Our domestic animals and the livestock on a farm all clearly have their own species-bound behaviour. Although these animals may graze in the same field under the same conditions, their manure will have a completely different composition. The grass which they eat is assimilated and processed in a very different way in a cow and in a sheep. Cow manure is soft and slimy and flows down to form a cow pat. Sheep droppings appear in the form of solid, round pellets and these droppings smell very different from cow pats. The effect of these different types of manure on the soil is also very different. When an animal digests fodder, the substances and life forces assimilated from the plant nutrients are useful and necessary for it. What is excreted has been worked upon by the animal, with its astral body. Astral forces are contained in the manure, and these are expressed, for example, in the form of the odour and properties of the manure.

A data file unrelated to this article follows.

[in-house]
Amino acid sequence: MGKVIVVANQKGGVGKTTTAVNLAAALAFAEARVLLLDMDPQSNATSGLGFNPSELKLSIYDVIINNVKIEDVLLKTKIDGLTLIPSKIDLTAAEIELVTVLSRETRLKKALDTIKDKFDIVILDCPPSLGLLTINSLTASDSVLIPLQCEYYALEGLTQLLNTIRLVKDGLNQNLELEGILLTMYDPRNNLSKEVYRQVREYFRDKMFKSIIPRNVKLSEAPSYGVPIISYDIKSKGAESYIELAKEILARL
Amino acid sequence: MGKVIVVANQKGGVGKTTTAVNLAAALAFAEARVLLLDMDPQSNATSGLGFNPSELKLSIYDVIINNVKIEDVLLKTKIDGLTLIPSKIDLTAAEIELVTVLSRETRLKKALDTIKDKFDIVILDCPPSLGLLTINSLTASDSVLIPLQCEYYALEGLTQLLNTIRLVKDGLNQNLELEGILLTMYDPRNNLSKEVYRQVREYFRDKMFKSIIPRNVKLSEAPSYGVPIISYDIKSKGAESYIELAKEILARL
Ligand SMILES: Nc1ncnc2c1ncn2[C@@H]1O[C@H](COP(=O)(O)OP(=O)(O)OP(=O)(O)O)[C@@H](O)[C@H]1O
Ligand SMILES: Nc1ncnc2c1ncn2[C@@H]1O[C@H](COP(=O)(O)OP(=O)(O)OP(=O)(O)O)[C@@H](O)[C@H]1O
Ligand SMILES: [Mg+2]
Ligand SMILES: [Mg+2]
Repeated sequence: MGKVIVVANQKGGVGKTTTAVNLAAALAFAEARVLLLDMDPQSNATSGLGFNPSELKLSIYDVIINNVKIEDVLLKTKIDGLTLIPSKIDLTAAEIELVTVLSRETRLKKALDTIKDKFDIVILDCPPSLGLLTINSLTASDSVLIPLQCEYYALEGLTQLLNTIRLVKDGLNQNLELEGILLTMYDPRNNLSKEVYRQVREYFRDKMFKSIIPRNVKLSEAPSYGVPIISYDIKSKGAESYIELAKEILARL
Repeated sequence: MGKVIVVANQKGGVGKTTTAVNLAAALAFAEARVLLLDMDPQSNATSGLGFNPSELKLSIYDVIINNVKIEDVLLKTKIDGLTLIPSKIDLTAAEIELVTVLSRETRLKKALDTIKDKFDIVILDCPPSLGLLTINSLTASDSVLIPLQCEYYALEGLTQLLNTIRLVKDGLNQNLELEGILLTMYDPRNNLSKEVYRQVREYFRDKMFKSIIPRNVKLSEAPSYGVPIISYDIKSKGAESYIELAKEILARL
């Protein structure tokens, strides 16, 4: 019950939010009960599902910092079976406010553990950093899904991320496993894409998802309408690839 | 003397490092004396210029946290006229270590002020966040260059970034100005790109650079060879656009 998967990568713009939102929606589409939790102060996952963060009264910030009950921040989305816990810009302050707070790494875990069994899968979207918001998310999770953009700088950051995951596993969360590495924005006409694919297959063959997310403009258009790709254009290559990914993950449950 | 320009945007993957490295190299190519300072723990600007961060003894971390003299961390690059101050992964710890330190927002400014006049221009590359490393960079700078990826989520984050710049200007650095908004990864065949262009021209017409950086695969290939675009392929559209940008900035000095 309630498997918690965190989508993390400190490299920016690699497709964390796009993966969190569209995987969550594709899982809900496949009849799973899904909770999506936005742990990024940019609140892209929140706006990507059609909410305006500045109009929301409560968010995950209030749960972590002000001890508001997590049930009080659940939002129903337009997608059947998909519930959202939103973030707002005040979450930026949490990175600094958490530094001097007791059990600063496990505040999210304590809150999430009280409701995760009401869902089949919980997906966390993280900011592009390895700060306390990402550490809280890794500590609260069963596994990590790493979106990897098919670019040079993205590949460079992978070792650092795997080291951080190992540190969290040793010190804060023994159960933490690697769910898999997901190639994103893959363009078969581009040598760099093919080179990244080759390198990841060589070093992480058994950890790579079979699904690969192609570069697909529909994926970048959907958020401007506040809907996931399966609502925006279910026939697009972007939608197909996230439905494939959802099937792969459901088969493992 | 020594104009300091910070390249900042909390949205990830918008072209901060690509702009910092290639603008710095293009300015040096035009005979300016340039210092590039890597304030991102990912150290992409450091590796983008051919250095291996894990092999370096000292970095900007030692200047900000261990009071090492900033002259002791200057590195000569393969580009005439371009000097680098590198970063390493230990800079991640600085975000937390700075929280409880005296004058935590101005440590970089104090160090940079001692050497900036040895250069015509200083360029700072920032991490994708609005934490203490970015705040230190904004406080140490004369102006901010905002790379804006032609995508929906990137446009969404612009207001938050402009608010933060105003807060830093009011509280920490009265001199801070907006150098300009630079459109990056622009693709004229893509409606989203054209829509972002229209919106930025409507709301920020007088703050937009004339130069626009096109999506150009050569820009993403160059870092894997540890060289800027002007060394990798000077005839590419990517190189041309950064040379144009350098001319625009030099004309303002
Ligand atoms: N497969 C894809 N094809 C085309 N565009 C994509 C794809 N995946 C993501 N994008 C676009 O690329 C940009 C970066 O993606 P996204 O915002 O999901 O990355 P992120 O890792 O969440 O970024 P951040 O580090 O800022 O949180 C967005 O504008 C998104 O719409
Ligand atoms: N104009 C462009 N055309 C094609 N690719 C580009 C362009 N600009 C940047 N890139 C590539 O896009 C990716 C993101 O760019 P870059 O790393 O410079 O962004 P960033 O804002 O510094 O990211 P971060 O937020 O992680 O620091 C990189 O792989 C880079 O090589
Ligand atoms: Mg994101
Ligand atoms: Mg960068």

The soil, therefore, receives very new and valuable additions from this manure. The soil is enriched by these astral forces and is, therefore, better able to develop its own soil life, to form humus and to become more open to the beneficial effects of the sun, the moon and the other planets on the plants.